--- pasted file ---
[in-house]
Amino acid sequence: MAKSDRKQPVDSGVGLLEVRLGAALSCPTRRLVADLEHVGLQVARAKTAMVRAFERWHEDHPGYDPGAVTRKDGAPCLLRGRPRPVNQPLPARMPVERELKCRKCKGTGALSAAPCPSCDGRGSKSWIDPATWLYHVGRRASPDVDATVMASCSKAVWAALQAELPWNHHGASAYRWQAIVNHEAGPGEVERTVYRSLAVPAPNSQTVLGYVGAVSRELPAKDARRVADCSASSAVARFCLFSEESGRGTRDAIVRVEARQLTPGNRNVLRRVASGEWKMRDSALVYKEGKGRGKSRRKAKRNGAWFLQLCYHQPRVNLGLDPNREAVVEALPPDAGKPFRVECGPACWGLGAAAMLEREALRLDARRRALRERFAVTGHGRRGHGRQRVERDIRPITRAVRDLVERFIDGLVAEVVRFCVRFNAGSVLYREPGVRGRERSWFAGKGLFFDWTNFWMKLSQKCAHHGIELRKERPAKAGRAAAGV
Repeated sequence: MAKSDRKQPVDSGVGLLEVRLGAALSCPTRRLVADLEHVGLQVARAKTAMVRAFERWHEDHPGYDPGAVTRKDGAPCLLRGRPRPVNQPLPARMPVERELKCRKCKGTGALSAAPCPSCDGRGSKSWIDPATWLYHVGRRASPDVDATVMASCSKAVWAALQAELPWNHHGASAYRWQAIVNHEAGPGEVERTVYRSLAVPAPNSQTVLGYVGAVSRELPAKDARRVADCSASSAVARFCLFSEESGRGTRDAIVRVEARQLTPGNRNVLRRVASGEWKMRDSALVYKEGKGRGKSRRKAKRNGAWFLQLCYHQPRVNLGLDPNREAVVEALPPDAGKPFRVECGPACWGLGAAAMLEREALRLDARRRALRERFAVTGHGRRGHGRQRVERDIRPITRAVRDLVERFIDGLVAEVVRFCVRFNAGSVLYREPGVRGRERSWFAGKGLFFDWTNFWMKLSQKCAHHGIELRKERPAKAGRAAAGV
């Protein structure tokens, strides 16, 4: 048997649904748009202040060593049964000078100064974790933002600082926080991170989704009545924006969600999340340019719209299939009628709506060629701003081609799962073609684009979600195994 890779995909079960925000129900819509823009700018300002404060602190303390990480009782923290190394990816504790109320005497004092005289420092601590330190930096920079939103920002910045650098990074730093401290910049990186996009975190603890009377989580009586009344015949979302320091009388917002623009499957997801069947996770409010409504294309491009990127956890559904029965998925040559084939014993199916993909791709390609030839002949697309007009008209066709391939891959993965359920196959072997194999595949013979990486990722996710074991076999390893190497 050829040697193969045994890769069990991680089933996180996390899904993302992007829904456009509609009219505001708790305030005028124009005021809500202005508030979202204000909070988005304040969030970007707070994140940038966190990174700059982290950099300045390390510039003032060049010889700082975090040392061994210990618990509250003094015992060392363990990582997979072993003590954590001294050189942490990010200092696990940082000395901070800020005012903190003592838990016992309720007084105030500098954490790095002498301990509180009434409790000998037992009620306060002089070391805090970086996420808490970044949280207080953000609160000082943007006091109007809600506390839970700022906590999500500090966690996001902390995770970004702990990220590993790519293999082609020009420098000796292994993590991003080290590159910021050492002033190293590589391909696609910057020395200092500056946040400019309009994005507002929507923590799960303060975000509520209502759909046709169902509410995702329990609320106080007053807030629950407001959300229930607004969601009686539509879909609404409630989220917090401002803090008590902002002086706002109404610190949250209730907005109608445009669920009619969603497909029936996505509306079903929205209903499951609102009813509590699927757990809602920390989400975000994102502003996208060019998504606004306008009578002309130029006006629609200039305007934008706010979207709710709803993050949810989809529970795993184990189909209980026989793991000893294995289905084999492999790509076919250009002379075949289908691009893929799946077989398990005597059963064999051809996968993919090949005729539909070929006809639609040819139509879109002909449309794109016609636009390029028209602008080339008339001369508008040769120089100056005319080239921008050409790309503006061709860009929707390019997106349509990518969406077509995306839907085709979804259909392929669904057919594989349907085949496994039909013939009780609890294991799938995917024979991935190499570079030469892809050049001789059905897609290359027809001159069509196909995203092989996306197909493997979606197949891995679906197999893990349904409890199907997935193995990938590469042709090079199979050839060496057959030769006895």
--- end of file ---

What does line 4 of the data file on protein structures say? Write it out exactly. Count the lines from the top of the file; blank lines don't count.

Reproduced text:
């Protein structure tokens, strides 16, 4: 048997649904748009202040060593049964000078100064974790933002600082926080991170989704009545924006969600999340340019719209299939009628709506060629701003081609799962073609684009979600195994 890779995909079960925000129900819509823009700018300002404060602190303390990480009782923290190394990816504790109320005497004092005289420092601590330190930096920079939103920002910045650098990074730093401290910049990186996009975190603890009377989580009586009344015949979302320091009388917002623009499957997801069947996770409010409504294309491009990127956890559904029965998925040559084939014993199916993909791709390609030839002949697309007009008209066709391939891959993965359920196959072997194999595949013979990486990722996710074991076999390893190497 050829040697193969045994890769069990991680089933996180996390899904993302992007829904456009509609009219505001708790305030005028124009005021809500202005508030979202204000909070988005304040969030970007707070994140940038966190990174700059982290950099300045390390510039003032060049010889700082975090040392061994210990618990509250003094015992060392363990990582997979072993003590954590001294050189942490990010200092696990940082000395901070800020005012903190003592838990016992309720007084105030500098954490790095002498301990509180009434409790000998037992009620306060002089070391805090970086996420808490970044949280207080953000609160000082943007006091109007809600506390839970700022906590999500500090966690996001902390995770970004702990990220590993790519293999082609020009420098000796292994993590991003080290590159910021050492002033190293590589391909696609910057020395200092500056946040400019309009994005507002929507923590799960303060975000509520209502759909046709169902509410995702329990609320106080007053807030629950407001959300229930607004969601009686539509879909609404409630989220917090401002803090008590902002002086706002109404610190949250209730907005109608445009669920009619969603497909029936996505509306079903929205209903499951609102009813509590699927757990809602920390989400975000994102502003996208060019998504606004306008009578002309130029006006629609200039305007934008706010979207709710709803993050949810989809529970795993184990189909209980026989793991000893294995289905084999492999790509076919250009002379075949289908691009893929799946077989398990005597059963064999051809996968993919090949005729539909070929006809639609040819139509879109002909449309794109016609636009390029028209602008080339008339001369508008040769120089100056005319080239921008050409790309503006061709860009929707390019997106349509990518969406077509995306839907085709979804259909392929669904057919594989349907085949496994039909013939009780609890294991799938995917024979991935190499570079030469892809050049001789059905897609290359027809001159069509196909995203092989996306197909493997979606197949891995679906197999893990349904409890199907997935193995990938590469042709090079199979050839060496057959030769006895």